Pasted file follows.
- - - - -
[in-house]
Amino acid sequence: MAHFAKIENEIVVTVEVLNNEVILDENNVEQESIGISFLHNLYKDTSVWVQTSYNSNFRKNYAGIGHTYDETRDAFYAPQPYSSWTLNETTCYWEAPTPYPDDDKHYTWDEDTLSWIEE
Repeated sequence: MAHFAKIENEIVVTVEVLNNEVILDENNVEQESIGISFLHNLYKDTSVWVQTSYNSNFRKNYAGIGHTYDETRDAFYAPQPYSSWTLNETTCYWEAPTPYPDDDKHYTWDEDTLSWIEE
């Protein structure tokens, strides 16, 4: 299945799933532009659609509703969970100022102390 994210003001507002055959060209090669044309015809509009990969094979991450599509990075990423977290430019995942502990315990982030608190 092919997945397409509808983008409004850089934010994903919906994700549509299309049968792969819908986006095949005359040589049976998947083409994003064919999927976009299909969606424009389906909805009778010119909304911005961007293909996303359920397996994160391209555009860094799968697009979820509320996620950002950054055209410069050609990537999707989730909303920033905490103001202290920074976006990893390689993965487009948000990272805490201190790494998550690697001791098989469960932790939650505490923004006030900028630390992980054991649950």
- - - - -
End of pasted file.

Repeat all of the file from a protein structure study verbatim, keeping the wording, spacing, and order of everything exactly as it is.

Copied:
[in-house]
Amino acid sequence: MAHFAKIENEIVVTVEVLNNEVILDENNVEQESIGISFLHNLYKDTSVWVQTSYNSNFRKNYAGIGHTYDETRDAFYAPQPYSSWTLNETTCYWEAPTPYPDDDKHYTWDEDTLSWIEE
Repeated sequence: MAHFAKIENEIVVTVEVLNNEVILDENNVEQESIGISFLHNLYKDTSVWVQTSYNSNFRKNYAGIGHTYDETRDAFYAPQPYSSWTLNETTCYWEAPTPYPDDDKHYTWDEDTLSWIEE
């Protein structure tokens, strides 16, 4: 299945799933532009659609509703969970100022102390 994210003001507002055959060209090669044309015809509009990969094979991450599509990075990423977290430019995942502990315990982030608190 092919997945397409509808983008409004850089934010994903919906994700549509299309049968792969819908986006095949005359040589049976998947083409994003064919999927976009299909969606424009389906909805009778010119909304911005961007293909996303359920397996994160391209555009860094799968697009979820509320996620950002950054055209410069050609990537999707989730909303920033905490103001202290920074976006990893390689993965487009948000990272805490201190790494998550690697001791098989469960932790939650505490923004006030900028630390992980054991649950």